[rust-dev] Vectors, mutability & vec::dedup

Tom Lee rust-dev at tomlee.co
Mon Dec 17 22:53:22 PST 2012


Alright, brace yourself for more stupid questions, Graydon. :)

On Thu, Dec 13, 2012 at 10:52 AM, Graydon Hoare <graydon at mozilla.com> wrote:

> On 12-12-13 12:17 AM, Tom Lee wrote:
>
> > It looks like the 'move' operations here are directly modifying the
> > contents of the vector by moving data around in the vector. This
> > strikes me as kind of strange. I've allocated an immutable vector on
> > the exchange stack and so make the assumption that the contents of the
> > vector is in effect fixed. Is that assumption cast to the wind as soon
> > as I start working with a mutable, borrowed pointer to that same
> > vector?
>
> More or less. Mutability "inherits" (not sure I love that term, but it's
> what we're using) along the ownership path to a memory cell.


I'm still not sure I grok the terminology, sorry. :) Specifically, I'm not
sure what you mean by an "ownership path". Presumably ownership relates to
something like this:

// 1. x "owns" the memory on the RHS, and so the RHS "inherits" the
mutability of x?

let mut x = ~[1, 2, 3];


So here, though the data type of the RHS is immutable, the underlying
memory is *not* because the "owner" of that memory is mutable?

So while --
> operationally -- you and I both know that there's a difference between:
>
>    // "Mutating a cell in a vector"
>    foo[0] = 1
>
> and
>
>    // "Mutating the vector variable"
>    foo = [1] + foo[1..]
>
> The _observational_ difference, on an owned value (i.e. you're the only
> person who can even see the vector in question) is really just that the
> latter would do a bunch of allocation, copying and freeing, and wind up
> pointing to a different place containing exactly the same result. From
> the perspective of the surrounding code, if it's not actually paying
> attention to pointer values, those two lines are identical.



So after much struggling with library idiom evaluation, we decided that
> differentiating the two in the type system was more cost than benefit --
> it meant we had to have two different paths for a lot of code that
> differed only in where the obligatory word 'mut' showed up -- and
> rearranged mutability so that it "inherits" through the ownership path.
> That brings with it the significant benefit that we can often toggle the
> mutability from the entire datatype by assigning it to a read-only or
> read-write owner.


Are you talking about something like this?

// x is the owner & thus the underlying memory is mutable.
let mut x = ~[1, 2, 3];
x[0] = 10;                   // ok, x[0] is reassigned

// y is the owner & the underlying memory is now immutable.
let y = move x;
y[0] = 10;           // compile time error: y is immutable.



Okay, I think that answers a few of my questions. I'm guessing when you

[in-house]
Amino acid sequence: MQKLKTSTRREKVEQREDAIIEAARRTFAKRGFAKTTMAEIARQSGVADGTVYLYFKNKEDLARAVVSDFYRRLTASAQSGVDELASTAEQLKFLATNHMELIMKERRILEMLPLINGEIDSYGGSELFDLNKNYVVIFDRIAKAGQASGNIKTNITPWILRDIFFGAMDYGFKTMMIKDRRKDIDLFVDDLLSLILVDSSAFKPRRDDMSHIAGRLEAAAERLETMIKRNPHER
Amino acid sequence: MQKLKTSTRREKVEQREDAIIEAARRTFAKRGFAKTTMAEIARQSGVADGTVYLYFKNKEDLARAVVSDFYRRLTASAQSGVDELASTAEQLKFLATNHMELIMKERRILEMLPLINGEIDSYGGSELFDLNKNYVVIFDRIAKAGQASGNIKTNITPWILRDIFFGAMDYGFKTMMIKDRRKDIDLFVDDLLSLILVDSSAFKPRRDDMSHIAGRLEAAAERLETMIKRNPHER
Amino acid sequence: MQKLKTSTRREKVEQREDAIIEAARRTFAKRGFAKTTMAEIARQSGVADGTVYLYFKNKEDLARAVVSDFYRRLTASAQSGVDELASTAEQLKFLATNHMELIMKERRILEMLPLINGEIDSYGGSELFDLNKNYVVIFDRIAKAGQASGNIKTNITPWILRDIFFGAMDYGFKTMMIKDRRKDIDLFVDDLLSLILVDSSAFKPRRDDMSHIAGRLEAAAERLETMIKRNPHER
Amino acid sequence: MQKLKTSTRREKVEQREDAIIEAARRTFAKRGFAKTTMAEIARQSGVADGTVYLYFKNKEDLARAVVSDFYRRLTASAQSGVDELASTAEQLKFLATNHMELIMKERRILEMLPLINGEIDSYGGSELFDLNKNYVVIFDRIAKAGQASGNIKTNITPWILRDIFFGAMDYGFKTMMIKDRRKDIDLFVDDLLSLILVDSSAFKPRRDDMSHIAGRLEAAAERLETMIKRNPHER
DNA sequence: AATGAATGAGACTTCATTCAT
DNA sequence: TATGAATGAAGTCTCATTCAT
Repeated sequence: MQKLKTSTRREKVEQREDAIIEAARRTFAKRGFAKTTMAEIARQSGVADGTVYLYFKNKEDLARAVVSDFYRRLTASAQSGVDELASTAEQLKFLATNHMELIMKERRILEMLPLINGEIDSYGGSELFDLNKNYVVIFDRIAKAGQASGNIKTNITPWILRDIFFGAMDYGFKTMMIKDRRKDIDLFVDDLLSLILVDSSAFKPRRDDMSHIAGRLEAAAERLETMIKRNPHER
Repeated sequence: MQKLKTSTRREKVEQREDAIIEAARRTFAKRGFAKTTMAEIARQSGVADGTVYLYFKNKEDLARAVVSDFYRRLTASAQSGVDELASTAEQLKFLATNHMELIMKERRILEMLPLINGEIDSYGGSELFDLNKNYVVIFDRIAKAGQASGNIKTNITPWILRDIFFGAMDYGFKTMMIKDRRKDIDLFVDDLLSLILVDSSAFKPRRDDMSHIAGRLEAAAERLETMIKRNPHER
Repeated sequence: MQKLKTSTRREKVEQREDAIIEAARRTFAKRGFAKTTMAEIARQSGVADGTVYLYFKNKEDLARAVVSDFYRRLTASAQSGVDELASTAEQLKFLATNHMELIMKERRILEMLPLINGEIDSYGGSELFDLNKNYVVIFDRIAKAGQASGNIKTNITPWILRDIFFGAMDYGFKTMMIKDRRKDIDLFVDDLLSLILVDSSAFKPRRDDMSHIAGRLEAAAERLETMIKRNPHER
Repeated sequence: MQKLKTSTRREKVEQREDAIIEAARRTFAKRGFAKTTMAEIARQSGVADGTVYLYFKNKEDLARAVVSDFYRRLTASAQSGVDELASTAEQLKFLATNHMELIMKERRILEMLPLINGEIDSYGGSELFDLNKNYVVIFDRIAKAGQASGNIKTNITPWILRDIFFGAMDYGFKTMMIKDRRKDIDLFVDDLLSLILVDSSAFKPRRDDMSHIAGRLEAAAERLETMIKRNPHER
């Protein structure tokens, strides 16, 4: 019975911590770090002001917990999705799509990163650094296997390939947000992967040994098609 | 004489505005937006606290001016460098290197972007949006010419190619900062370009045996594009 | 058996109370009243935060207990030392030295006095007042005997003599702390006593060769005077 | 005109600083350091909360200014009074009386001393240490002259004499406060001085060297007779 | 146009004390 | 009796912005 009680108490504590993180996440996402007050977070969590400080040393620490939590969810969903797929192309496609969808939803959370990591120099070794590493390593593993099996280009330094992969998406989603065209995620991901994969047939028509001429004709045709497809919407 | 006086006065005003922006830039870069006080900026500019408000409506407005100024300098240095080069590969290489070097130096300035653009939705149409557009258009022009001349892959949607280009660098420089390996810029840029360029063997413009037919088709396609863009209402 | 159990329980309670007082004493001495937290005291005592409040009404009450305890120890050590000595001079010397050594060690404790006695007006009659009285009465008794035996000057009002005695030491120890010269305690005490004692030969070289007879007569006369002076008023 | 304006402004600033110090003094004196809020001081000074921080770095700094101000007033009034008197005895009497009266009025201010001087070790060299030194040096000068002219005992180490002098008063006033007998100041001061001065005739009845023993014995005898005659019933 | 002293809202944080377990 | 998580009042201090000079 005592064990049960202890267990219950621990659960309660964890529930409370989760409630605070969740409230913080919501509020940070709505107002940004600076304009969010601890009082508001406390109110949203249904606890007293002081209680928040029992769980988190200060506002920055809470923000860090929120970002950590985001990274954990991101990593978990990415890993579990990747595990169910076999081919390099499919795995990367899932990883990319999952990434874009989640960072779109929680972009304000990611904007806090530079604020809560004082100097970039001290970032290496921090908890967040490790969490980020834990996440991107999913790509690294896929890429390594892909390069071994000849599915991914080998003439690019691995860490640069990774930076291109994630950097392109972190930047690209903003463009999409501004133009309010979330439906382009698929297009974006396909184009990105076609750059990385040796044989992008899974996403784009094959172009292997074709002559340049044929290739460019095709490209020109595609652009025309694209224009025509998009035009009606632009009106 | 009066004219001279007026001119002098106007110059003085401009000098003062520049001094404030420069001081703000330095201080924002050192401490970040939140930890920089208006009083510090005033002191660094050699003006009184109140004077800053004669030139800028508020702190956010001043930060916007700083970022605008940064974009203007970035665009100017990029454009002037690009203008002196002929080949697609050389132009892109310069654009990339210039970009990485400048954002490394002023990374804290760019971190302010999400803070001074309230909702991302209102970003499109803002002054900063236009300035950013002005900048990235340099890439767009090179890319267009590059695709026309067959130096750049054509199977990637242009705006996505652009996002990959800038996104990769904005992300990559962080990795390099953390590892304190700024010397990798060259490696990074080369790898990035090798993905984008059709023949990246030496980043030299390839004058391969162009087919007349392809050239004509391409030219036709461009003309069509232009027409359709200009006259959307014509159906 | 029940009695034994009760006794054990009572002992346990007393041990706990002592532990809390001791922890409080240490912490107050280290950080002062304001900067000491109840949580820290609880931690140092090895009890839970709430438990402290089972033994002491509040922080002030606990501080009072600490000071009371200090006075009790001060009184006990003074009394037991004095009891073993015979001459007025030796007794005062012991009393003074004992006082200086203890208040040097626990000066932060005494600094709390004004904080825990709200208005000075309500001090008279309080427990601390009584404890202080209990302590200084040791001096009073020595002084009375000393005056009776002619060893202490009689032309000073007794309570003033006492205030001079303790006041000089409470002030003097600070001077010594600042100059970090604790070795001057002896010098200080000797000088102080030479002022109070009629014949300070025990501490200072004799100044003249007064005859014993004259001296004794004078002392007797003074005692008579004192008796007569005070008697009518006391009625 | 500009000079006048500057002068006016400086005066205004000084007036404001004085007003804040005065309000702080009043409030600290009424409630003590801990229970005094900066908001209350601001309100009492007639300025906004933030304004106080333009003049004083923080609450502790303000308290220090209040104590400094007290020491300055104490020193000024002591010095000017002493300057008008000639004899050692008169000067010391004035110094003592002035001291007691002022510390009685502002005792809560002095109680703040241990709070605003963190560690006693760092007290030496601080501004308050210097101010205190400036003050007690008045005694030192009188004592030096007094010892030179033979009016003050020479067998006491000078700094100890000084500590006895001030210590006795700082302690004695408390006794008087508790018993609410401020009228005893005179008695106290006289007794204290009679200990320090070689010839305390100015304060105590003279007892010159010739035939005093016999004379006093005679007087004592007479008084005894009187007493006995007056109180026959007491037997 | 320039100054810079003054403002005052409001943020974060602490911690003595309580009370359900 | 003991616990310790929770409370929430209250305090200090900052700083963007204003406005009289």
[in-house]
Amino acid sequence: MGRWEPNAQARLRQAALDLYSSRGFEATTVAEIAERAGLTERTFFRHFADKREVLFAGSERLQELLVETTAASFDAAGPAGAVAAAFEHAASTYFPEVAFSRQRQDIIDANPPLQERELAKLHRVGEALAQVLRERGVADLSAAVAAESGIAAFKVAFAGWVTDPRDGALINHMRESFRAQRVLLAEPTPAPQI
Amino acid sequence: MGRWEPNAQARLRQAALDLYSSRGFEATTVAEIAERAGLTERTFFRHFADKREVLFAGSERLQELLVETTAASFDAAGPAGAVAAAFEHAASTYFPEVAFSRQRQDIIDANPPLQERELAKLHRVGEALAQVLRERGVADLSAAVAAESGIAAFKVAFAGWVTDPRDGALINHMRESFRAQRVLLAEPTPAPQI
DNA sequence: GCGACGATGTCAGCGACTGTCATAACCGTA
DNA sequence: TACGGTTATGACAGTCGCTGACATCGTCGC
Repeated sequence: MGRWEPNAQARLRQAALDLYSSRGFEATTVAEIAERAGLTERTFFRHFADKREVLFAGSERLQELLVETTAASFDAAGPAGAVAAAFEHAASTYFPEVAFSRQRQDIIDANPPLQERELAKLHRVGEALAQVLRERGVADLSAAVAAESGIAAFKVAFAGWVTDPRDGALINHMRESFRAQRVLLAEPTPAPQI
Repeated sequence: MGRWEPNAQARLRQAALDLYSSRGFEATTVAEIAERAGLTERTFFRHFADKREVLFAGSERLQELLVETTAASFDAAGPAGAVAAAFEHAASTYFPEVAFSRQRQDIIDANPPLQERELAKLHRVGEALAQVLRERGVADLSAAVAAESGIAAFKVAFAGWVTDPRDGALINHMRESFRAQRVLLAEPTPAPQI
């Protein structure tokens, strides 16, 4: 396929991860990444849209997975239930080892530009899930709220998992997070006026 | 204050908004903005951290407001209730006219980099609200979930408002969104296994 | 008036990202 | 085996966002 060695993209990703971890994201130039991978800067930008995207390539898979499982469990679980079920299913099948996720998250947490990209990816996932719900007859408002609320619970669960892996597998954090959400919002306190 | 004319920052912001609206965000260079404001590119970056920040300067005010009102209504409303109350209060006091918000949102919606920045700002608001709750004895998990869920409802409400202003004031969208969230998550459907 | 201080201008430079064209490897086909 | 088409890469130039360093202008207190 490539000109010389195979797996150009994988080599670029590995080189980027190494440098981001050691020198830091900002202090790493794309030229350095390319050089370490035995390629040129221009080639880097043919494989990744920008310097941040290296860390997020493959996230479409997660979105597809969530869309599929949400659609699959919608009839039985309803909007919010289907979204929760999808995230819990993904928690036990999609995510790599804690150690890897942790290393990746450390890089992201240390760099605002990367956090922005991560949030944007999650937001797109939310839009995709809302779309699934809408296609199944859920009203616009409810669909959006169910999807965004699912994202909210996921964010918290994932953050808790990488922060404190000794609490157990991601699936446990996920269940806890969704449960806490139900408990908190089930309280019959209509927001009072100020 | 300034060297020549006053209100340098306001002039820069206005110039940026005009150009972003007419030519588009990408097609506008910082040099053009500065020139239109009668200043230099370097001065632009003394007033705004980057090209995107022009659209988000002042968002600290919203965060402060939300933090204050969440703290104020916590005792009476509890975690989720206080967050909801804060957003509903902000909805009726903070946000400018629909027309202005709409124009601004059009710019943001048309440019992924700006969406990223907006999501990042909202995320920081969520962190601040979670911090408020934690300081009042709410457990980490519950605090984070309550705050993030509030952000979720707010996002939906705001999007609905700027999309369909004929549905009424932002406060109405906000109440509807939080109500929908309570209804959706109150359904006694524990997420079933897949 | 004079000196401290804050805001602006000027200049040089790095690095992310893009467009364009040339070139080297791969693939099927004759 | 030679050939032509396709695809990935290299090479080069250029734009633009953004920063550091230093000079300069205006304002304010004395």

talk about mutability being "inherited" here, you're referring to the fact
the type system will enforce things like borrowed pointers? Something like:

let mut x = ~[1, 2, 3];
foo(&mut x);               // ok: x is mutable, mutable borrowed pointer

let mut y = ~[4, 5, 6];
foo(&mut y);               // compile error: y is immutable, but we want a
mutable borrowed pointer


I think that makes sense. The only question I'd have here is why we need to
be specific about whether the borrowed pointer is immutable or not?
Couldn't it be inferred from the underlying variable? What do we gain by
being explicit?

> Or is this just the consequence of a bit of a sleazy optimization,
> > where the function signature makes it *look* like we're going to
> > return the deduped result in 'v' when in fact we're modifying it
> > in-place?
>
> More or less. One person's sleazy optimization is another person's
> essential one. De-dupe might be a bit surprising but for a lot of
> operations (mostly vector operations -- it's the "arbitrary size" type
> after all), doing them "in place" is the difference between acceptable
> performance and "ugh, I'll just go do this in C". Our goal is to
> minimize the number of cases where users feel they have to switch to C
> "for performance reasons".
>

Argh, I just spent another hour being confused because I was somehow
looking at what must have been an old implementation of vec::dedup with a
type signature that implied no mutability at all. :)

Oh I totally get that, I only say "sleazy" because my understanding of
'mut' at the time was flawed (or I was looking at the wrong code again :)).
Makes perfect sense now.


> > I'm not sure there's a coherent question here, but I feel like I'm
> > missing something. Hopefully somebody can understand what I'm rambling
> > on about & shed some light :)
>
> Rambling questions -- so long as they're not too hostile! -- are good.
> They point out a need for docs that clarify and make-explicit. We'll
> need a lot more discussion about this in the docs eventually. Keep
> pointing out things that don't make sense and we'll try to make sure
> they're well covered.
>
>
Will do! I think I understand things a little better, but still got a way
to go. Phew. I think this deserves another blog post. :)

Thanks for taking the time to respond in detail!

Cheers,
Tom
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